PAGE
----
The grain structure in that Randall looks like river run gravel. The heat treat guy missed that one.

Not only that, but bad design too. That, I'm sad to say, is designed to break.

This is how I make them....DSCN0047.jpg
No sharp corners, and at the tang to blade junction the tang is as wide as possible. That Randall's tang is only 1/3 the width of the riccasso, with fairly sharp corners, and coarse-grained hardened steel... of course it's going to break! Bad design. A properly designed hidden tang is not going to break like that. I'm not bashing Randall, I'm just stating the facts.

99% of the swords made throughout the last 5000 years were hidden tang (there are exceptions, but they are quite rare). If it was prone to breakage, it would not have been used.

One advantage to a hidden tang is that the handle is a sealed unit. If the guard to blade fit is precise and sealed with solder or epoxy, there is no way moisture can get to the tang short of catastrophic handle failure. On a full tang the steel tang is constantly exposed.

I've made a lot of them over the years, but I no longer make full tang knives unless specifically requested (and I can't talk them out of it).
 

Dwane Oliver

Well-Known Member
Not only that, but bad design too. That, I'm sad to say, is designed to break.

This is how I make them....View attachment 30103
No sharp corners, and at the tang to blade junction the tang is as wide as possible. That Randall's tang is only 1/3 the width of the riccasso, with fairly sharp corners, and coarse-grained hardened steel... of course it's going to break! Bad design. A properly designed hidden tang is not going to break like that. I'm not bashing Randall, I'm just stating the facts.

99% of the swords made throughout the last 5000 years were hidden tang (there are exceptions, but they are quite rare). If it was prone to breakage, it would not have been used.

One advantage to a hidden tang is that the handle is a sealed unit. If the guard to blade fit is precise and sealed with solder or epoxy, there is no way moisture can get to the tang short of catastrophic handle failure. On a full tang the steel tang is constantly exposed.I've made a lot of them over the years, but I no longer make full tang knives unless specifically requested (and I can't talk them out of it).

All of the full tang knives I make are sealed with epoxy as well , no moisture is getting in there either.

In my opinion , hidden tangs look cheap , too cheap to use the steel to make them full tangs.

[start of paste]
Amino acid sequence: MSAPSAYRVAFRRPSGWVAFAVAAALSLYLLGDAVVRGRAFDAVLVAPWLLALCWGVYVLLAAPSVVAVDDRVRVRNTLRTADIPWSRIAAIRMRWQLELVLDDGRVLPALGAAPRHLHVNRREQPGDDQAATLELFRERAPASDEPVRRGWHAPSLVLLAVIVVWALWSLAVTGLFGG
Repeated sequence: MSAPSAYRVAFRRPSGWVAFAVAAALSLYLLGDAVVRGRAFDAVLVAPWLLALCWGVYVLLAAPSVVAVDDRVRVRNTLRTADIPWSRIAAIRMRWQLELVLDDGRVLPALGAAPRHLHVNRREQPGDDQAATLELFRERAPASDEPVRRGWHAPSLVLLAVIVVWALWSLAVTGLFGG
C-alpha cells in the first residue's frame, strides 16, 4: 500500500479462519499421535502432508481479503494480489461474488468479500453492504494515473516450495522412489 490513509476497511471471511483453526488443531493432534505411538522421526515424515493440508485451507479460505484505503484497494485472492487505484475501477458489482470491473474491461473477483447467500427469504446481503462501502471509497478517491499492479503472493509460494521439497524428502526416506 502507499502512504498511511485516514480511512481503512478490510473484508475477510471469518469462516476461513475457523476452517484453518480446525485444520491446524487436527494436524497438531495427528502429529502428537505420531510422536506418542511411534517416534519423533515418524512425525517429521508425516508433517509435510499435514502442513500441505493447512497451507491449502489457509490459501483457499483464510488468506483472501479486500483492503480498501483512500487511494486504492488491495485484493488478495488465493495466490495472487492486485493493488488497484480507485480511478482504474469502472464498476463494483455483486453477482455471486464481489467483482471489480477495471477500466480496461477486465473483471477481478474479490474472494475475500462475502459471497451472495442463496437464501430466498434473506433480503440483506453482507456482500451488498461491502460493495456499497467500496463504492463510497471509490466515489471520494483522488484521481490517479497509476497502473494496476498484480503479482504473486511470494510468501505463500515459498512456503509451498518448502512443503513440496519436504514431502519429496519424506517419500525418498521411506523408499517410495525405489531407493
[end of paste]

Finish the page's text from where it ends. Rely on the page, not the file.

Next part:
Its great we all have our opinions. The wonderful thing about knife makers is, if you had 100 guys make a 4" hunting knife, you would get 100 different knives.
 

NJStricker

Well-Known Member
You have to make sure that you're not comparing apples to oranges here. When someone generalizes that full tangs are stronger than hidden tangs, on what do they base that statement? I can see a PRODUCTION full tang being stronger than hidden tang. Look how short the hidden tangs are on Moras and some of the later Schrade and Camillus knives. They were less than a third of the length of the handle, glued in place, no supporting pins, etc.

Are you comparing stock removal full tang vs. hidden tang? If so, the stock removal hidden tang likely isn't tapered on all 4 sides the way a properly forged hidden tang would be. It's not just weight reduction folks--it's geometry designed to withstand lateral forces. That's why there is such an emphasis on distal tapers on the blade.

Why do you see so many hidden tangs? Because if you forge, you can take a 4 inch bar of steel and turn it into a knife with a 4 inch blade and 4 inch hidden tang. You can't do that with stock removal with the same amount of material.
 
B

Bush Monkey

Guest
This has been an interesting discussion. There are many points that have been contended pertaining to hidden vs full tang knife construction, form and function. In the case of hidden tang knives, the function of strength follows the primary design consideration of form. In other words, a maker must take certain measures to make a hidden tang knife strong - some of these measures have been discussed above. I think we can all agree that hidden tang knife construction is not inherently strong.

Conversley, in the case of full tang knives, the primary function of strength dictates the subordinate element of form. Full tang knife construction is inherently strong. In other words, a maker would have to try to make a full tang knife weak.